Representative Mike Rogers (R-MI) has made public his desire to increase sanctions against Iran. He argues that the sanctions have crippled Iran to the point of coming to the negotiating table, and easing off pressure now would ruin any chance of striking a meaningful deal. Rogers share Israeli concerns that Rouhani is a sheep in wolf’s clothing, and that the deal currently offered is biased towards the Iranians, giving them relief from the sanctions without asking for enough in return.
The exact details of the deal have not been made public. However, sanctions relief would last for only six months, to be renewed or even made harsher if the Iranians do not hold up their end of the bargain. Moreover, sanctions will not be lifted on the energy and banking sectors will not be lifted. Iran would be allowed to repair roughly 10,000 of their existing centrifuges but would not be allowed to build any new ones. They would also have to cap their enrichment at 20%, halt the growth of its stockpile, and convert it to benign form, as well as allow international inspectors at the heavy water reactor at Arak. The Obama administration has said that the deal will actually improve Israel’s security. Secretary of State, John Kerry explained, “It seems to me that Israel is far safer if you make certain that Iran cannot continue the program. Now every day that we don’t have it, they’re continuing it.”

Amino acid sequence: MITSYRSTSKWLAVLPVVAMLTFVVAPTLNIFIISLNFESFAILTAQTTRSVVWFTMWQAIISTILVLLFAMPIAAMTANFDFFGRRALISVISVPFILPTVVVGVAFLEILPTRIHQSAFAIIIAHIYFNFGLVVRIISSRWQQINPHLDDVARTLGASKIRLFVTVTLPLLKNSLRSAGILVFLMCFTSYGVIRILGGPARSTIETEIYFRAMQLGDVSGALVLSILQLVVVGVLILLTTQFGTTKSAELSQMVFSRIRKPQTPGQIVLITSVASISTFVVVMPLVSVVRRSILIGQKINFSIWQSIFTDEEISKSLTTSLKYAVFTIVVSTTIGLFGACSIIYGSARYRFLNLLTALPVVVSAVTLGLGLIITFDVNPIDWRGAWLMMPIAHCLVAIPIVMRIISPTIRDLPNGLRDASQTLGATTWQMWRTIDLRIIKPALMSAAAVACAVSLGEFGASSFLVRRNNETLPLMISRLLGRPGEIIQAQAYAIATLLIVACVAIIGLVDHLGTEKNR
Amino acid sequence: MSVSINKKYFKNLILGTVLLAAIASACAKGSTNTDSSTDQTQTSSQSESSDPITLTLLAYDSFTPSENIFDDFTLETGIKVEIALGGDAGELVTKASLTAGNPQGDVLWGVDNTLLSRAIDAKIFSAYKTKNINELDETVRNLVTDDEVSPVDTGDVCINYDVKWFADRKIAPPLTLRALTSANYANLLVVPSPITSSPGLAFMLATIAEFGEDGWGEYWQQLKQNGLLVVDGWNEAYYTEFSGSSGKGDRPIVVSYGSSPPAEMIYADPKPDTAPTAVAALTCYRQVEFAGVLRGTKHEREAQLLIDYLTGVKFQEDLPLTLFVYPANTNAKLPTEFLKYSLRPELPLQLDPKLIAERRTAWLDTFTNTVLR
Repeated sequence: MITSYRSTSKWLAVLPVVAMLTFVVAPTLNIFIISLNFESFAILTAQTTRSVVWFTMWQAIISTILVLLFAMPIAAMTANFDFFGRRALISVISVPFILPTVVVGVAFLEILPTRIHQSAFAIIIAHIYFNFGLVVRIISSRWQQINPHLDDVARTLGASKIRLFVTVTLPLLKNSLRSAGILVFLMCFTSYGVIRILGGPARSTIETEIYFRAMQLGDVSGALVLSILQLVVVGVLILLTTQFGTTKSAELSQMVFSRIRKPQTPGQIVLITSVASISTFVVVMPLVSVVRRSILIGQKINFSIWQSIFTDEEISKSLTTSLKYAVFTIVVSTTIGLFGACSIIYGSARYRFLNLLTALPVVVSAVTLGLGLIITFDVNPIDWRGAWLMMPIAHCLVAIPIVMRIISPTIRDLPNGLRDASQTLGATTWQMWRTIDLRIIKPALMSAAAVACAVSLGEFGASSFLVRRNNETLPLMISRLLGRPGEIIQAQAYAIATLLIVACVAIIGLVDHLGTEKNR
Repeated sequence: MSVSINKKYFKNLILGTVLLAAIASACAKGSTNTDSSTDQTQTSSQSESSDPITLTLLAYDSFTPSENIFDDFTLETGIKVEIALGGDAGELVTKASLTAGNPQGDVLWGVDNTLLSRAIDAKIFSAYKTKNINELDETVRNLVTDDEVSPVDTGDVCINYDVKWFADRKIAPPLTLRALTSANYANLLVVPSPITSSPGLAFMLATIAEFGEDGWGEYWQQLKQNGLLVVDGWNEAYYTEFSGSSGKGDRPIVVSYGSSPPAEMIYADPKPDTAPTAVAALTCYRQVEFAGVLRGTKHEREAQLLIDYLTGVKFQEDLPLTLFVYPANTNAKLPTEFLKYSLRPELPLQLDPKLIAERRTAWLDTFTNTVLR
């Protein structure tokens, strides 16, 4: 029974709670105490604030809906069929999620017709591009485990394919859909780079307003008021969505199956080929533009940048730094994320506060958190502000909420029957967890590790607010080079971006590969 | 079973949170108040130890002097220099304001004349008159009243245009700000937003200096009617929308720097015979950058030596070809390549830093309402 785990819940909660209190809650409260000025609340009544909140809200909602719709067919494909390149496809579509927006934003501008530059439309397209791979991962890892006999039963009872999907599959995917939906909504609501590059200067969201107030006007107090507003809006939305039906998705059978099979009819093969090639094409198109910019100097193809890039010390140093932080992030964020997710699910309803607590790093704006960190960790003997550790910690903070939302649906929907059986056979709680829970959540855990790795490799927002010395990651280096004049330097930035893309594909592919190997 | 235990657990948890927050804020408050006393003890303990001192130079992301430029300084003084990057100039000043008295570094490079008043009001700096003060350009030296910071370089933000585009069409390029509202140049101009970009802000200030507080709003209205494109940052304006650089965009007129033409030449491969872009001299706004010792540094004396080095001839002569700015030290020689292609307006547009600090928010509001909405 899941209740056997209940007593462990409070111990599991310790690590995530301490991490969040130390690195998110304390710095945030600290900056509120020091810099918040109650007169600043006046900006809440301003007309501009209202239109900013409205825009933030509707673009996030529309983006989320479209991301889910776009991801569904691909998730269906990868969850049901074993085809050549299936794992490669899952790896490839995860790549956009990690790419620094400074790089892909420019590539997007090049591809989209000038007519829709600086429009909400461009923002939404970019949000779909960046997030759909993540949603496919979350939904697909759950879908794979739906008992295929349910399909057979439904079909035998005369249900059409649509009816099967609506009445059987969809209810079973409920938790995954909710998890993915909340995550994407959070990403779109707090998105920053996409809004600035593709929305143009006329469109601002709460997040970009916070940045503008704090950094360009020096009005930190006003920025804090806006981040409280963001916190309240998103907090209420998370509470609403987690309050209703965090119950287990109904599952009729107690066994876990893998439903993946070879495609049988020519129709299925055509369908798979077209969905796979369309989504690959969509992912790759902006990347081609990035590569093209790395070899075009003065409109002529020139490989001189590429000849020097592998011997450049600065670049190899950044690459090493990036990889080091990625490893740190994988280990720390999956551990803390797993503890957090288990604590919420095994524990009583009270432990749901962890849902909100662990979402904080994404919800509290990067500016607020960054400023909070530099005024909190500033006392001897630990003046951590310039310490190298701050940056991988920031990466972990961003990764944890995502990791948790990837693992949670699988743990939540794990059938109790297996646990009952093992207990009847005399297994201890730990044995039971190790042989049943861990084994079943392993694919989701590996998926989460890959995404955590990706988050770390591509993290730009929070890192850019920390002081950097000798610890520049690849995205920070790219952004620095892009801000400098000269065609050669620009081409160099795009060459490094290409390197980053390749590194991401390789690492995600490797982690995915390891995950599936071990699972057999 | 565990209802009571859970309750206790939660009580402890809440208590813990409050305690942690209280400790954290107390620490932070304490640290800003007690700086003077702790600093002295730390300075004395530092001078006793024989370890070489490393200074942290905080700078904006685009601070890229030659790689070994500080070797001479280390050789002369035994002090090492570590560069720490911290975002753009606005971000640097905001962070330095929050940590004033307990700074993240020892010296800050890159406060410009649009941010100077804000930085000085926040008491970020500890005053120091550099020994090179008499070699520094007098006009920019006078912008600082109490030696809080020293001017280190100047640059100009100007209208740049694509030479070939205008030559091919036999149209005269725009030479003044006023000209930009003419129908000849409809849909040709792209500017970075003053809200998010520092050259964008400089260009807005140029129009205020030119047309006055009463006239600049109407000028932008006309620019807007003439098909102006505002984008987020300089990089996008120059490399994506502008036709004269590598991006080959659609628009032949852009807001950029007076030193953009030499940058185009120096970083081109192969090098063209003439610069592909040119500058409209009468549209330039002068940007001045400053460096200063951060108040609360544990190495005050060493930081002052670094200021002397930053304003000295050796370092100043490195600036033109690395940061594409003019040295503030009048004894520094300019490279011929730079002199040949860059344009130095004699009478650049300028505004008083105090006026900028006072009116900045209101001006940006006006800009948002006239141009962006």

Israel’s position is that all centrifuges must be removed from Iran, all enriched uranium must be removed from the country, and the reactor at Arak, which could be used to create weapons grade plutonium, must be shut down. If Iran reaches 250kg of 20% enriched uranium, Israel has promised military action.
However, a recent report by the IAEA shows that Iran is below this point at 196kg. The report showed that since Rouhani’s ascendance to the presidency, Iran has stopped expanding its nuclear program all together. They have also postponed the start up of the Arak plant and have not installed any additional advanced centrifuges.
The veritable freeze of the program and the increased transparency are positive signs that Iran wants a deal. Even Khamenei has voiced his support for the negotiations. These are the most positive signals the US has received from Iran since 1979, and if they are rebuffed there is no telling when another leader so progressive and willing to negotiate will come to the table. If the US passes another round of sanctions, it would a slap in the face of all those putting their political reputations on the line by working towards a deal. The history US-Iranian relations are littered with missed opportunities, and one can only hope that the upcoming talks do not fall into this category.